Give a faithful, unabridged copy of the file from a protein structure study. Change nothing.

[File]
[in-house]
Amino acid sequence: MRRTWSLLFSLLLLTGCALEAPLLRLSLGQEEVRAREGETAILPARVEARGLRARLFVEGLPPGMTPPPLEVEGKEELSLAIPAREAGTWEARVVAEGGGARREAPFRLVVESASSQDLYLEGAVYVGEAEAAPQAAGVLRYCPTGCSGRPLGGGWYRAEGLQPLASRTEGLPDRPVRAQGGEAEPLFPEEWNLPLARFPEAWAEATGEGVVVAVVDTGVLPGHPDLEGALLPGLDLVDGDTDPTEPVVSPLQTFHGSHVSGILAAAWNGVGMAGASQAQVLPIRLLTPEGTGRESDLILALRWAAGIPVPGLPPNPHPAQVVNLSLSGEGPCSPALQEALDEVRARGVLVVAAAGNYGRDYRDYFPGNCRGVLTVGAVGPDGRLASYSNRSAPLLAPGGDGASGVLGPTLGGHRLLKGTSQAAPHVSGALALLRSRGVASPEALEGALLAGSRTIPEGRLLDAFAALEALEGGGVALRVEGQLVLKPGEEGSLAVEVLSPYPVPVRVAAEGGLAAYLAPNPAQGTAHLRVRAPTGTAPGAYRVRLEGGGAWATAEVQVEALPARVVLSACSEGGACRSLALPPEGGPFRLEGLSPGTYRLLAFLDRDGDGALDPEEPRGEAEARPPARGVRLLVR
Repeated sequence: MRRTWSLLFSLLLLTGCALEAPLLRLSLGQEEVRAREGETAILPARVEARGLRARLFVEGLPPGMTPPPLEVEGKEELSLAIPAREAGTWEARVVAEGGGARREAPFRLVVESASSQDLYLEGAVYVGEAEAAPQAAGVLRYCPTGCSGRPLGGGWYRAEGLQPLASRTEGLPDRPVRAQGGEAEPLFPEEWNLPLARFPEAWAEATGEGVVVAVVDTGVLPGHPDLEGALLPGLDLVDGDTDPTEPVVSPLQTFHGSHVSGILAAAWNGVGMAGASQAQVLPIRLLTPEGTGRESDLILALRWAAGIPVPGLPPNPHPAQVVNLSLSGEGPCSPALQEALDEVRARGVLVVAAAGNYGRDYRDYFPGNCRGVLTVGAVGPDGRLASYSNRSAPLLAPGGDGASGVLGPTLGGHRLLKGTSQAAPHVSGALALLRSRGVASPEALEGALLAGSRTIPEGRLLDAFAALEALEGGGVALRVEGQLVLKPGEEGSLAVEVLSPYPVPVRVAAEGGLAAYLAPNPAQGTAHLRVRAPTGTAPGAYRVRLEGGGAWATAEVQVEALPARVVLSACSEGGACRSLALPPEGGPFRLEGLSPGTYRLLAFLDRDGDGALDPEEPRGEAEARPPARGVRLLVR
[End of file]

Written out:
[in-house]
Amino acid sequence: MRRTWSLLFSLLLLTGCALEAPLLRLSLGQEEVRAREGETAILPARVEARGLRARLFVEGLPPGMTPPPLEVEGKEELSLAIPAREAGTWEARVVAEGGGARREAPFRLVVESASSQDLYLEGAVYVGEAEAAPQAAGVLRYCPTGCSGRPLGGGWYRAEGLQPLASRTEGLPDRPVRAQGGEAEPLFPEEWNLPLARFPEAWAEATGEGVVVAVVDTGVLPGHPDLEGALLPGLDLVDGDTDPTEPVVSPLQTFHGSHVSGILAAAWNGVGMAGASQAQVLPIRLLTPEGTGRESDLILALRWAAGIPVPGLPPNPHPAQVVNLSLSGEGPCSPALQEALDEVRARGVLVVAAAGNYGRDYRDYFPGNCRGVLTVGAVGPDGRLASYSNRSAPLLAPGGDGASGVLGPTLGGHRLLKGTSQAAPHVSGALALLRSRGVASPEALEGALLAGSRTIPEGRLLDAFAALEALEGGGVALRVEGQLVLKPGEEGSLAVEVLSPYPVPVRVAAEGGLAAYLAPNPAQGTAHLRVRAPTGTAPGAYRVRLEGGGAWATAEVQVEALPARVVLSACSEGGACRSLALPPEGGPFRLEGLSPGTYRLLAFLDRDGDGALDPEEPRGEAEARPPARGVRLLVR
Repeated sequence: MRRTWSLLFSLLLLTGCALEAPLLRLSLGQEEVRAREGETAILPARVEARGLRARLFVEGLPPGMTPPPLEVEGKEELSLAIPAREAGTWEARVVAEGGGARREAPFRLVVESASSQDLYLEGAVYVGEAEAAPQAAGVLRYCPTGCSGRPLGGGWYRAEGLQPLASRTEGLPDRPVRAQGGEAEPLFPEEWNLPLARFPEAWAEATGEGVVVAVVDTGVLPGHPDLEGALLPGLDLVDGDTDPTEPVVSPLQTFHGSHVSGILAAAWNGVGMAGASQAQVLPIRLLTPEGTGRESDLILALRWAAGIPVPGLPPNPHPAQVVNLSLSGEGPCSPALQEALDEVRARGVLVVAAAGNYGRDYRDYFPGNCRGVLTVGAVGPDGRLASYSNRSAPLLAPGGDGASGVLGPTLGGHRLLKGTSQAAPHVSGALALLRSRGVASPEALEGALLAGSRTIPEGRLLDAFAALEALEGGGVALRVEGQLVLKPGEEGSLAVEVLSPYPVPVRVAAEGGLAAYLAPNPAQGTAHLRVRAPTGTAPGAYRVRLEGGGAWATAEVQVEALPARVVLSACSEGGACRSLALPPEGGPFRLEGLSPGTYRLLAFLDRDGDGALDPEEPRGEAEARPPARGVRLLVR